The organisation’s new mission is to bring computer science classes to every school in the USA. Hadi an Ali believe that anyone can learn the basics of computer science, and that it should be a crucial part of the modern education system.
“There’s no other skill that helps amplify the creativity of the human mind the way computer programming does,” said Hadi.
According to the European Commission, by 2015 there could be 900 000 unfilled jobs in the information and communications technologies (ICT) sector. The ICT sector has huge growth potential, but is held back by the lack of appropriately skilled workers.
The OECD released a study in October 2013 that assessed the ICT skills of 5.000 Europeans, of whom one quarter were unable to effectively use ICT tools and technologies.
The good news is that the European Commission is taking steps to make it easier for companies, educational institutions, and job-seekers to work towards filling the gap. Horizon 2020, the European Commission’s new research and innovation framework, has earmarked 15 million Euros for ICT research from 2014 to 2020. The Erasmus+ Programme, the EU’s umbrella programme for education, training, youth and sport, also provides significant funding to training and mobility projects in a variety of sectors, including ICT.
Digital Skills Initiatives
In March 2013, the European Commission launched the Grand Coalition for Digital Jobs in an attempt to unite various stakeholders from across the continent to address the skills gap and fill the 100,000 new ICT jobs opening up each year.
José Manuel Barroso, President of the EC, said:
“If, together, we can turn the tide and fill the growing number of ICT vacancies, we will see a much wider impact across the whole economy. We want to empower Europeans to fill the jobs that will drive the next ICT revolution."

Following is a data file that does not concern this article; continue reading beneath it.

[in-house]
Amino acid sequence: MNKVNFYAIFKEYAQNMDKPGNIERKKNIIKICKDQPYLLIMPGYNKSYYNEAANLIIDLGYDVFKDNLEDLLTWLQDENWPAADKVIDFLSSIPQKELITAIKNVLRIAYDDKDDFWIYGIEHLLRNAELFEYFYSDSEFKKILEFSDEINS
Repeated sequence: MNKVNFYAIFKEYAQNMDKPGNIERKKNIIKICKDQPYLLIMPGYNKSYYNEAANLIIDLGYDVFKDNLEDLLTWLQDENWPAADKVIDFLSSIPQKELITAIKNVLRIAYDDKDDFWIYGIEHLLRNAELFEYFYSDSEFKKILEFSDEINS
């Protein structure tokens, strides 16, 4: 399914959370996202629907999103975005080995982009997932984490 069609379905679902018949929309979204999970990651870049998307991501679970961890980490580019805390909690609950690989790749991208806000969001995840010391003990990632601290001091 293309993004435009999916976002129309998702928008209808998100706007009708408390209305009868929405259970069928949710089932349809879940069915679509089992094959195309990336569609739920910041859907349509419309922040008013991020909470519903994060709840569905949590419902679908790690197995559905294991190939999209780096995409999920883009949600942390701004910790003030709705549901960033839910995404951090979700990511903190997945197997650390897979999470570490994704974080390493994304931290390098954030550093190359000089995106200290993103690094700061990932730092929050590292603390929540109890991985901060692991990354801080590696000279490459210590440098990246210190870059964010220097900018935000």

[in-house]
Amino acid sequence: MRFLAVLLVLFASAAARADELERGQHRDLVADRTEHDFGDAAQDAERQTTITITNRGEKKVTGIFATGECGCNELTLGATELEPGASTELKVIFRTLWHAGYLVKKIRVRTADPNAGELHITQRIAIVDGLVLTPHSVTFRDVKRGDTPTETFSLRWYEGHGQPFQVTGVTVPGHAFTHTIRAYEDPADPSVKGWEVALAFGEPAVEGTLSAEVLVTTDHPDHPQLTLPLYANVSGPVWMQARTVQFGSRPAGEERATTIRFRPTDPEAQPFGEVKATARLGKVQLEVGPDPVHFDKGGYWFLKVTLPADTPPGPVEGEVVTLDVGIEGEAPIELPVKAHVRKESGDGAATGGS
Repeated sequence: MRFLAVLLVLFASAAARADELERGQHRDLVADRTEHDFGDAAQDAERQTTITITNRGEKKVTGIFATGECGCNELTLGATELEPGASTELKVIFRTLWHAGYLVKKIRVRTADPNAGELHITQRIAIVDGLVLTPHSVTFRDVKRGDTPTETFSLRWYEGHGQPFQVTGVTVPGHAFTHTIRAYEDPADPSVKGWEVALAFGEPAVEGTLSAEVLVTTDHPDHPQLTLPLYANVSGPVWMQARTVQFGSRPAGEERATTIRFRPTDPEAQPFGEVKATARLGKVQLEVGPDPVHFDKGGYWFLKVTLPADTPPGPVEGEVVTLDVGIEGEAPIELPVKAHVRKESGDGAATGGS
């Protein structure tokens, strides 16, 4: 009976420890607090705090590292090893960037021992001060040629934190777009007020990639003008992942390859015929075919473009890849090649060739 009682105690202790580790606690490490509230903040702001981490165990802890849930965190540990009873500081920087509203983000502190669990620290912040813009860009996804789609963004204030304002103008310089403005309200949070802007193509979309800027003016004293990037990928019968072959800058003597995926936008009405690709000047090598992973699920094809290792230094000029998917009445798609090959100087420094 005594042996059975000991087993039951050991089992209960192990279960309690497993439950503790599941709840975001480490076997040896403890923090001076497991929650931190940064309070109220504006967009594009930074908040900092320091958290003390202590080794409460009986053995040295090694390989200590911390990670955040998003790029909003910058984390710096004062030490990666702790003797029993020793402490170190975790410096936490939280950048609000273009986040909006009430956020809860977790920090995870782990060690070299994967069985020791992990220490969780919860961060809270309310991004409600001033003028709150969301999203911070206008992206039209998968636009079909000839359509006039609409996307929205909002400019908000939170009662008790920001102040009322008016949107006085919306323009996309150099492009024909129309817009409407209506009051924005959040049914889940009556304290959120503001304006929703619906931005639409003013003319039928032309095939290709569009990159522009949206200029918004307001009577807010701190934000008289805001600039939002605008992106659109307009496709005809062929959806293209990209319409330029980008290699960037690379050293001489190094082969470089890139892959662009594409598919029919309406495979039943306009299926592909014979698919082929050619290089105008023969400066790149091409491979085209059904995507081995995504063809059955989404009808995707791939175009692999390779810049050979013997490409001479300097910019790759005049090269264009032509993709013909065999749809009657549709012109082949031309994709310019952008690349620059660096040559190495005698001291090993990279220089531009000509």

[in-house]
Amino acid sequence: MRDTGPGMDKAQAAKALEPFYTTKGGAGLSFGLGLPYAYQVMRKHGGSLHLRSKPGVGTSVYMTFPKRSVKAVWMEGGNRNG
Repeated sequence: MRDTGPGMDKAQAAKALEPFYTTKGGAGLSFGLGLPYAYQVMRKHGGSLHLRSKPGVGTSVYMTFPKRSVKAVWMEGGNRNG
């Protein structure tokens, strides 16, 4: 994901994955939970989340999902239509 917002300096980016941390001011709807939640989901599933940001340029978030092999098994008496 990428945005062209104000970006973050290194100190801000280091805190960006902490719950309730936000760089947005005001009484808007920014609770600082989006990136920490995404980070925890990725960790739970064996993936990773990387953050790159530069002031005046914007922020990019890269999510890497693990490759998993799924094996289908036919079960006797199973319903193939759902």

The Digital Agenda for Europe is also kicking off a new project, as part of the Startup Europe initiative, to get more people to learn about web skills through massive open online courses (MOOCs). MOOCs offer university-level courses for free online, giving anyone with a computer and a connection the opportunity to learn independently and interactively. The home of the initiative is a new group on Open Education Europa that will make it easier for learners to find free online courses on various web skills and connect with other leaners.
The International Conference on Education and New Developments 2014 invites researchers to showcase presentations, from the most diverse countries and cultures, to promote growth in research methods intimately related to teaching, learning and applications in Education nowadays.
The END 2014 international conference seeks to provide some answers and explore the processes, actions, challenges and outcomes of learning, teaching and human development. Our goal is to offer a worldwide connection between teachers, students, researchers and lecturers, from a wide range of academic fields, interested in exploring and giving their contribution in educational issues.
- Oral Presentations
- Company Presentation
- Virtual Presentations
The topics for the papers can fall into a number of categories, including: teachers and students, projects and trends, teaching and learning, and organizational issues. The papers must report original, previously unpublished findings from the field.
The END 2014 conference will take place in Madrid, Spain, on 28-30 June, 2014.